Egypt’s top court temporarily halts decisions on Red Sea islands

The government says the two islands, Tiran and Sanafir, belong to Saudi Arabia and parliament last week approved their controversial transfer. But two administrative courts have ruled to annul the deal.

File photo from February 2017 showing the Red Sea island of Tiran. The parliament approval of a deal transferring two islands - Tiran and Sanafir - to Saudi Arabia is putting Egypt's government at odds with the judiciary. Nariman El Mofty/AP Photo
Powered by automated translation

CAIRO // Egypt’s top court has temporarily suspended all rullings on a contested deal to transfer two Red Sea islands to Saudi Arabia until it decides who has jurisdiction, a spokesman said on Wednesday.

Egyptian courts have issued contradictory rulings since Cairo signed a controversial deal with Saudi Arabia in April 2016 to transfer the islands to Riyadh.

The government says the two islands, Tiran and Sanafir, belong to Saudi Arabia but had been leased to Egypt in the 1950s. Parliament last week approved their controversial transfer.

But since the agreement was announced 14 months ago, two administrative courts have ruled to annul the deal, arguing the islands belong to Egypt. A third court, however, ruled that it should be implemented and contended the other two tribunals had no jurisdiction over the issue.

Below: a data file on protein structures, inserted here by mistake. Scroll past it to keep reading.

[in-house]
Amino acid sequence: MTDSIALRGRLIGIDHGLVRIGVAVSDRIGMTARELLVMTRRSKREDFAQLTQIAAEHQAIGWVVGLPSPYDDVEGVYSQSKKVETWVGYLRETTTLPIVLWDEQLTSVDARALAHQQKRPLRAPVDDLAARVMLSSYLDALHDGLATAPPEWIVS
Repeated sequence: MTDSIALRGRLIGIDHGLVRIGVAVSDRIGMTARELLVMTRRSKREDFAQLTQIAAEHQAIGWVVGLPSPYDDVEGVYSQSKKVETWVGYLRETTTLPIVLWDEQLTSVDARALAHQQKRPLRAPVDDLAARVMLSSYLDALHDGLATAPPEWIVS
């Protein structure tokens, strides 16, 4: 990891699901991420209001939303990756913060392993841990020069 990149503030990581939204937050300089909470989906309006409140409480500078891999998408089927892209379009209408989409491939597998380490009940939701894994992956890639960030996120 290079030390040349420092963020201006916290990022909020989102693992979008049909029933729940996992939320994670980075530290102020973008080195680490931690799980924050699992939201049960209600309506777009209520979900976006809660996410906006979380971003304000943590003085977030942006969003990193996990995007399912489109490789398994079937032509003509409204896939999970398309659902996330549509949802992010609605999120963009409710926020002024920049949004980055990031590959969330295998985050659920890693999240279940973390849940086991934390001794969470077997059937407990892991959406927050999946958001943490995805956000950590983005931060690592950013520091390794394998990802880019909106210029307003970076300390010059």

The agreement now sees two courts and the parliament in a battle over jurisdiction.

Supreme constitutional court spokesman Ragab Saleem said: “The Constitutional Court, in cases of contradictory judgments, looks at who has jurisdiction.

“It might see one side has jurisdiction, or that neither side has. It might be under the jurisdiction of another entity.”

He said the court was not examining whether the deal was constitutional and did not give a timeframe for a decision.

Wednesday’s decision only applies to the two courts involved, not to parliament, which has approved the deal.

The agreement to transfer the islands to Saudi Arabia caused street protests last year from many Egyptians who say their sovereignty over the islands dates back to a treaty from before Saudi Arabia was founded.

The government has insisted the islands were always Saudi but placed under Egyptian protection in the early 1950s amid Arab-Israeli tension.

The supreme constitutional court is scheduled to open hearings next month on a request filed by the government seeking a ruling on whether the administrative courts that ruled against the agreement had jurisdiction.

In his first public comments on the issue since parliament’s June 14 ratification, President Abdel Fattah El Sisi said on Tuesday the issue has been concluded and his government has nothing to hide – an allusion to charges that Egypt was giving up the islands in return for billions of dollars in Saudi aid.

“The rights of others must be restored,” Mr El Sisi said.

* Reuters, Agence France-Presse and Associated Press